Butler University’s $13 million, 460-seat theater, which is slated to open in fall 2012, will be called the Howard L. Schrott Center for the Performing and Visual Arts, thanks to a $6.5 million commitment from Schrott, a 1976 alumnus and member of the University’s Board of Trustees.

Schrott CenterThe Schrott Center will be located just east of Butler’s 2,100-seat Clowes Memorial Hall. It will be used as a primary venue for Butler Theatre, Butler Ballet and Butler School of Music performances, as well as for exhibition space for visual arts.

Groundbreaking is scheduled for spring 2011.

“This gift is the manifestation of an ongoing conversation with Butler about planned giving – giving that is less about what one can afford today, and more about discovering inventive ways to give that are beneficial for both parties,” Schrott said. “Before we began these conversations, I would never have imagined this gift would be possible during my lifetime. My hope is that this will encourage others to examine what is possible during their lifetime.”

Howard SchrottThis is the latest of many generous gifts Schrott has made to Butler University over the years, including the endowment of the Howard Schrott Lecture Series for the College of Communications and the Master Control Room in the Fairbanks Center.

“My first ‘gift’ to Butler was a $10 check in 1979,” Schrott said, laughing.

Schrott came to Butler as a student in 1972. Born in Alexandria, Va., he graduated from T.C. Williams High School, the school depicted in the movie Remember the Titans, where he met a Butler recruiter. Schrott hoped to study radio/TV and Butler proved to be a perfect fit. Now president of San Francisco-based Schrott Consulting, he was previously chief financial officer for Indianapolis-based Emmis Communications (1991-1999) and South Carolina-based Liberty Corp. (2001-2006), which was purchased by Raycom Media in 2006 for nearly $1 billion.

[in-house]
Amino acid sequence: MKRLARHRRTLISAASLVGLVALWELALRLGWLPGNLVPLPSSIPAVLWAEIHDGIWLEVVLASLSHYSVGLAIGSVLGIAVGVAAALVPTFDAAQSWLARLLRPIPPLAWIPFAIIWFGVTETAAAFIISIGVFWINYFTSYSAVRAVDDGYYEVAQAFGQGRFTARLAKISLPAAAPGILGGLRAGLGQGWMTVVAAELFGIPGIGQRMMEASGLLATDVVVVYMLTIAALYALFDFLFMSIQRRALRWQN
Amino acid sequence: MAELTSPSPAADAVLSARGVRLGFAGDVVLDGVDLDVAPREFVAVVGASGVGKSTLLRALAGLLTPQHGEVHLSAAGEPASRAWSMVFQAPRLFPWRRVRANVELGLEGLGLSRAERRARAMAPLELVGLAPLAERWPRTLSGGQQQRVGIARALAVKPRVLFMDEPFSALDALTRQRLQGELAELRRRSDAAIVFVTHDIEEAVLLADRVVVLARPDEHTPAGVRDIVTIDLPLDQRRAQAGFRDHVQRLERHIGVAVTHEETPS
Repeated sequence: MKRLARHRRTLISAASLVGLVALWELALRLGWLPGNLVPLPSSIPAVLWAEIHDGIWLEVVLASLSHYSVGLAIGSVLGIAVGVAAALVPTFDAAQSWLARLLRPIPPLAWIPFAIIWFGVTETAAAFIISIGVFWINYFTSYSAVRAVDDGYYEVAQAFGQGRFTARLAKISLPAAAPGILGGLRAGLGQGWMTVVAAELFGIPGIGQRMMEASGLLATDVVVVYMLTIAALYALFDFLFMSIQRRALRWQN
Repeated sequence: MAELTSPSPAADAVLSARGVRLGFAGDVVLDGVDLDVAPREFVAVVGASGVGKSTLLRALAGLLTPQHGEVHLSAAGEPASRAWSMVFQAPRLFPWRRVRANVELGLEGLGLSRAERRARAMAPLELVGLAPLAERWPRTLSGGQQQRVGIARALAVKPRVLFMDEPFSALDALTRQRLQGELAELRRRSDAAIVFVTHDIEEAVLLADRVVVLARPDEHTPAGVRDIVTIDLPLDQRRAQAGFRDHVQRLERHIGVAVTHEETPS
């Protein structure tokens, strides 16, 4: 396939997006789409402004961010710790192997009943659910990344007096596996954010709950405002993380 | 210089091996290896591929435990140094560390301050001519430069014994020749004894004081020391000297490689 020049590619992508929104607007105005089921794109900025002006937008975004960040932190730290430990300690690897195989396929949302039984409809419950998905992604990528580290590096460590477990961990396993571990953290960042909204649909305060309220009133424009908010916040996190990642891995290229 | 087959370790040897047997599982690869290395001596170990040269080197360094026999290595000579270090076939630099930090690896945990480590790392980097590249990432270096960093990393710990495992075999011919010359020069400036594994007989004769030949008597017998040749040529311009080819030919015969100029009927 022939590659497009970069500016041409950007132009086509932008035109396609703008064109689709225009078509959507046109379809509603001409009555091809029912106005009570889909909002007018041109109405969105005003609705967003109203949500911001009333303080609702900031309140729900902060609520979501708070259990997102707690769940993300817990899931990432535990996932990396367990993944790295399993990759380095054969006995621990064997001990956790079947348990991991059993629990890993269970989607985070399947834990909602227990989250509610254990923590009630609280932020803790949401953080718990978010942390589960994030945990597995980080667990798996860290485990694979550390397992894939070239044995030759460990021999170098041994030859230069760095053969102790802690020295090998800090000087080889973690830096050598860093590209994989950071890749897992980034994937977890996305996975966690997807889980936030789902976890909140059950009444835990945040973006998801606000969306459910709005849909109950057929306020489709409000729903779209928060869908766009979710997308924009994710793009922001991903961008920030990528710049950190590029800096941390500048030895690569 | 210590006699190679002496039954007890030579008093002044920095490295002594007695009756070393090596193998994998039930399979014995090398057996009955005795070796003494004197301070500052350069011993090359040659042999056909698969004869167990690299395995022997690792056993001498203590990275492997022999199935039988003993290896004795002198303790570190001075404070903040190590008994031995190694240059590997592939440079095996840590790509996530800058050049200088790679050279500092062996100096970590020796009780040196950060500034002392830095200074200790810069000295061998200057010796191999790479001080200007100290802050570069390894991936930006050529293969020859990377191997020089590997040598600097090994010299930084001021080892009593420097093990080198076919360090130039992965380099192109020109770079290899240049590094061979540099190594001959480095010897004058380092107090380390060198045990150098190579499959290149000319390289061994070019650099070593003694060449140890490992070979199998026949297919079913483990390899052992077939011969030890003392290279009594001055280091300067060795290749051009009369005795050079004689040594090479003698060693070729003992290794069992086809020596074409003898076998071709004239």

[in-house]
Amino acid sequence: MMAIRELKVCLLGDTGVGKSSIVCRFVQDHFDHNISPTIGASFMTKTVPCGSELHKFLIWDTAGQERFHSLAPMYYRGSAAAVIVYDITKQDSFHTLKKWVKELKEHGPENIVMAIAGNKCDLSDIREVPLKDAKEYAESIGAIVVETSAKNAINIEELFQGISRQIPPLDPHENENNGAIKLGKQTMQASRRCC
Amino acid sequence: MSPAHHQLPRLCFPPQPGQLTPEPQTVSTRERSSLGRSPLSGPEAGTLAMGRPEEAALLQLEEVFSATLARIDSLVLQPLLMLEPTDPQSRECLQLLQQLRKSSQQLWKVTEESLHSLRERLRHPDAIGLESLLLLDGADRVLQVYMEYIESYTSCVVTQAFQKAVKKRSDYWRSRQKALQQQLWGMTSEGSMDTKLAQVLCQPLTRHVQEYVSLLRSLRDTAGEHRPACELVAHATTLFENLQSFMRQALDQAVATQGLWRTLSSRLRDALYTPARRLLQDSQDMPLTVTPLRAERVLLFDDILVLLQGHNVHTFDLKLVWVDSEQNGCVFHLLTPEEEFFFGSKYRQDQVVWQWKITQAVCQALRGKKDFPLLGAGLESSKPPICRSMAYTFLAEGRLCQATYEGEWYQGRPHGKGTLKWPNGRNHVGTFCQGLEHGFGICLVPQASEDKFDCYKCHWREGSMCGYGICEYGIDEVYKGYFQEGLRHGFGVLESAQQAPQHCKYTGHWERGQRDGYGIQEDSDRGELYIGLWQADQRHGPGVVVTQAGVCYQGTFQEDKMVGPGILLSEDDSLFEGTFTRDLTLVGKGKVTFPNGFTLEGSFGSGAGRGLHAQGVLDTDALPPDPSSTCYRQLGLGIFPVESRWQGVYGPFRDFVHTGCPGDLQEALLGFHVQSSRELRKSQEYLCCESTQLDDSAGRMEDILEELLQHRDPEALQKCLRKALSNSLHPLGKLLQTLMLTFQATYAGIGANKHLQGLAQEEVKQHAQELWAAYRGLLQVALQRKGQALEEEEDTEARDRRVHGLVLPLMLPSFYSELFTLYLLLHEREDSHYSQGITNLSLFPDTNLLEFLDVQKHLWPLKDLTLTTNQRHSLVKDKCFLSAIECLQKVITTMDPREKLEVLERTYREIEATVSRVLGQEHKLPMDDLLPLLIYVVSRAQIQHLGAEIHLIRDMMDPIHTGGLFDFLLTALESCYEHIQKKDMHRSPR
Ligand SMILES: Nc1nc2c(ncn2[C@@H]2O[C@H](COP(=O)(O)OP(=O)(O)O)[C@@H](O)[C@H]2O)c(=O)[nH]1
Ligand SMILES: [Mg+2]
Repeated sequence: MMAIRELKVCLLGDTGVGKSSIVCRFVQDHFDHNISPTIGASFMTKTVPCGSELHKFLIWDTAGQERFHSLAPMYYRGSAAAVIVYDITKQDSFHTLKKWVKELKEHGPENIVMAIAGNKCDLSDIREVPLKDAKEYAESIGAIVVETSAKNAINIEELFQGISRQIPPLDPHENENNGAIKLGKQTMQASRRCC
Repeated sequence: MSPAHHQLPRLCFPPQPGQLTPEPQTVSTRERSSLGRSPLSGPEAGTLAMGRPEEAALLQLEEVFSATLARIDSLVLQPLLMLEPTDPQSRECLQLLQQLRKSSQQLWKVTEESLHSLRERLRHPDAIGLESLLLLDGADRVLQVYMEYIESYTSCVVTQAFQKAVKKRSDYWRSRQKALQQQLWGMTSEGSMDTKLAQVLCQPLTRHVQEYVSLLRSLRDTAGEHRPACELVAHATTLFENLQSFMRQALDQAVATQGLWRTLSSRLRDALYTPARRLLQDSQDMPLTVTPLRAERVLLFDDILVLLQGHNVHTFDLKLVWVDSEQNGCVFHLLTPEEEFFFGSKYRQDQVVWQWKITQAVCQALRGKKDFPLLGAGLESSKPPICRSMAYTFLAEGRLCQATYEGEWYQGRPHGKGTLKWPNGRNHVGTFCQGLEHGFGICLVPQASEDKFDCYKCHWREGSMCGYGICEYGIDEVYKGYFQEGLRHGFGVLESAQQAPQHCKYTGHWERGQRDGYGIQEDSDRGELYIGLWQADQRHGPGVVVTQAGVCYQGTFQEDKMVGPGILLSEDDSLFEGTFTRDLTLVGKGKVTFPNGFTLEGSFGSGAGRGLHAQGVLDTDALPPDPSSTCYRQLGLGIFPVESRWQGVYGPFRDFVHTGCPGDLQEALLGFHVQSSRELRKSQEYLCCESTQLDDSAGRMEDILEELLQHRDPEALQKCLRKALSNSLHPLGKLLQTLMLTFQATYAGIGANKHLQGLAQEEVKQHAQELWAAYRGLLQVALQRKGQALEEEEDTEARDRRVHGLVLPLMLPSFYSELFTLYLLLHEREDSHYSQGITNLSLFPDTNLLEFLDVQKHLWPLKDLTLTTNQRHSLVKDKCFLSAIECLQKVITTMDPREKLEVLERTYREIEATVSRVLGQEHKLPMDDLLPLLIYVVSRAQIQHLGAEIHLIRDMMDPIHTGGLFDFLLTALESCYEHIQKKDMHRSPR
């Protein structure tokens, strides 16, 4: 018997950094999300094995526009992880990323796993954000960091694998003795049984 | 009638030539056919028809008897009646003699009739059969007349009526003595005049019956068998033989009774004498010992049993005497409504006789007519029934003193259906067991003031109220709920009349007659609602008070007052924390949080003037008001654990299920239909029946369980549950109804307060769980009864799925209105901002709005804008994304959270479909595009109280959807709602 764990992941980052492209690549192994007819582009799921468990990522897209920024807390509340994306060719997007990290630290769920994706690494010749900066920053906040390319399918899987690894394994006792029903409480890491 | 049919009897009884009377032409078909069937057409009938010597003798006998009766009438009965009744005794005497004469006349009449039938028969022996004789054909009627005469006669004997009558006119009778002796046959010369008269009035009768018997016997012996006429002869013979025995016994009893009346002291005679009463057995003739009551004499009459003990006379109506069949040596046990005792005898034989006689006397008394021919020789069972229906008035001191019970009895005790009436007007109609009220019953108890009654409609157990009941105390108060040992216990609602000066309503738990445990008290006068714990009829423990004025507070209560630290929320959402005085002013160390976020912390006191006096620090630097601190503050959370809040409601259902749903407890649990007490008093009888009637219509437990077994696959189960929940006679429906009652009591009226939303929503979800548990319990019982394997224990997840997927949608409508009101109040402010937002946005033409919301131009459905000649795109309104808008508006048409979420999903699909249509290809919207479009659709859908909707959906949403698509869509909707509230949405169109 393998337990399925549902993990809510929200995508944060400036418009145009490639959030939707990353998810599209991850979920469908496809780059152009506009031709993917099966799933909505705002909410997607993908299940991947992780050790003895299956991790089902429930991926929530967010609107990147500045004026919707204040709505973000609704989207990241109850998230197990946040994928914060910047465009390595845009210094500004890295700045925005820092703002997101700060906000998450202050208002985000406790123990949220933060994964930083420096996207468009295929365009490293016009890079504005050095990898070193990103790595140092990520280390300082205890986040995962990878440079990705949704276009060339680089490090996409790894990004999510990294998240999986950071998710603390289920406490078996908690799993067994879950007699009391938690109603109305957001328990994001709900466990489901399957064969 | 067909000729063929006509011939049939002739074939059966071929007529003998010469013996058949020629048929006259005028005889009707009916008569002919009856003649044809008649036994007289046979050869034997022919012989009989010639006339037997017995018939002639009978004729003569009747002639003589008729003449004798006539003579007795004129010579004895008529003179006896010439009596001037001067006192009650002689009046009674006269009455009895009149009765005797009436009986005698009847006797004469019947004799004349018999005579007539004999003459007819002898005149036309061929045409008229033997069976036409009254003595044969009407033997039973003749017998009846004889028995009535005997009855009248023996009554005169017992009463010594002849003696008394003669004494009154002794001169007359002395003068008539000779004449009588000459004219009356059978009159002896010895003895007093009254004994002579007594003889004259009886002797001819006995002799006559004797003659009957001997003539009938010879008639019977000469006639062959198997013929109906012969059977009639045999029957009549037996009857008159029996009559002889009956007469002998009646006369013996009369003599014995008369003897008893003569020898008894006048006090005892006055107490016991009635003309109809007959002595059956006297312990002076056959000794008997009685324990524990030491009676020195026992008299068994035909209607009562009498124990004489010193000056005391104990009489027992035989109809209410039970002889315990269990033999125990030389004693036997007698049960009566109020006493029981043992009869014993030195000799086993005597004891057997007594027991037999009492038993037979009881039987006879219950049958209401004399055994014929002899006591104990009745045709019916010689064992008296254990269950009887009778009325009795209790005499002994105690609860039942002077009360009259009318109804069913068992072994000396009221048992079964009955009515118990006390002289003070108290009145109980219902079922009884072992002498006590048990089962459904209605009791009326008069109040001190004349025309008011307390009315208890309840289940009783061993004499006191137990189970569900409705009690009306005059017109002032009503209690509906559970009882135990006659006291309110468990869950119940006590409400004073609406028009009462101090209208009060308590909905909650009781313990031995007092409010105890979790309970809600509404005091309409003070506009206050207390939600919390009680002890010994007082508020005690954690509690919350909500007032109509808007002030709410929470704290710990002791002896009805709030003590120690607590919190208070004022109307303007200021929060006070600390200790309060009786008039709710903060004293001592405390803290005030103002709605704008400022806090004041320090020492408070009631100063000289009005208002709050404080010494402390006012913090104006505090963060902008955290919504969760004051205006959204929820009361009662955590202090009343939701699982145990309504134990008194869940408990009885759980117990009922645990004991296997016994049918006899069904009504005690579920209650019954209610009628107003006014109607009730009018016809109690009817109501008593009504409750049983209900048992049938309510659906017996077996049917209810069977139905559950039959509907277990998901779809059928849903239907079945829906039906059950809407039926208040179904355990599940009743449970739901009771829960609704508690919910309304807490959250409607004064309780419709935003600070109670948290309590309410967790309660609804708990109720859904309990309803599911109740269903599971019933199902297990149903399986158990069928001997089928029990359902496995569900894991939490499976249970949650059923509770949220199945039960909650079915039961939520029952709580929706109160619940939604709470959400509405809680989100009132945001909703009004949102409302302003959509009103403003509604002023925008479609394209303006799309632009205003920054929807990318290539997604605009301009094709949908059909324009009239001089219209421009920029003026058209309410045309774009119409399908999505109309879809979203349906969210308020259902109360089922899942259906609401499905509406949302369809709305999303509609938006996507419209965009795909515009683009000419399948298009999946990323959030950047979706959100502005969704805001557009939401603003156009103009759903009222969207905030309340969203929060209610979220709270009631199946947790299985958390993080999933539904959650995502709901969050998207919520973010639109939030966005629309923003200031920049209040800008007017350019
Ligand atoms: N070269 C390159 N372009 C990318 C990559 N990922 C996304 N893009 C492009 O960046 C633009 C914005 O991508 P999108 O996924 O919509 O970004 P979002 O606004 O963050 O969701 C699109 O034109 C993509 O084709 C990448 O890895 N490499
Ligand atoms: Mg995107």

“We appreciate Howard Schrott’s generosity and devotion to Butler University,” Butler President Bobby Fong said. “We thank him for reaching out with a gift that will benefit both Jordan College of Fine Arts and the University.”

Schrott said the theater project was particularly interesting to him because the need for a mid-sized performance center dates back to his days as a Butler undergrad.

Michelle Jarvis, interim dean of Butler’s Jordan College of Fine Arts, called his gift “so meaningful to JCFA and the university.”

“The center will provide students the opportunities to perform, to experiment, to build their craft in the arts and to find their way into future careers,” she said. “It couldn’t be more meaningful.”

Butler has secured several other naming gifts for the Schrott Center. The theater will be named for the Streightoff Family, after Butler alumnus Frank Streightoff. The entryway/lobby will be called the Wood Grand Hall, after Butler trustee Billie Lou Wood and her husband, Dick. And the green room will be named the Templeton Room, for retired Butler administrator Bill Templeton and his wife, Jackie.

Other areas of the center yet to be named include the scene shop, box office, lower lobby, stage, staircase, control room and dressing rooms, as well as the theater seats and bricks.

Mark Helmus, Butler’s vice president for Advancement, said Schrott’s gift plan “will benefit Butler immediately, in the short term and well into the future.”

“Howard’s generosity and desire to help current and future Butler students, coupled with the creativity of his advisors and Butler staff members Beatrice Cork and Kate Brinkerhoff, made this gift happen,” Helmus said.

Schrott said he has long felt grateful to Butler.

“For whatever success I’ve had in my career and life, Butler set the trajectory,” he said. “I feel real fortunate to have come to Butler.”

Media Contact:
Marc Allan
mallan@butler.edu

(317) 940-9822

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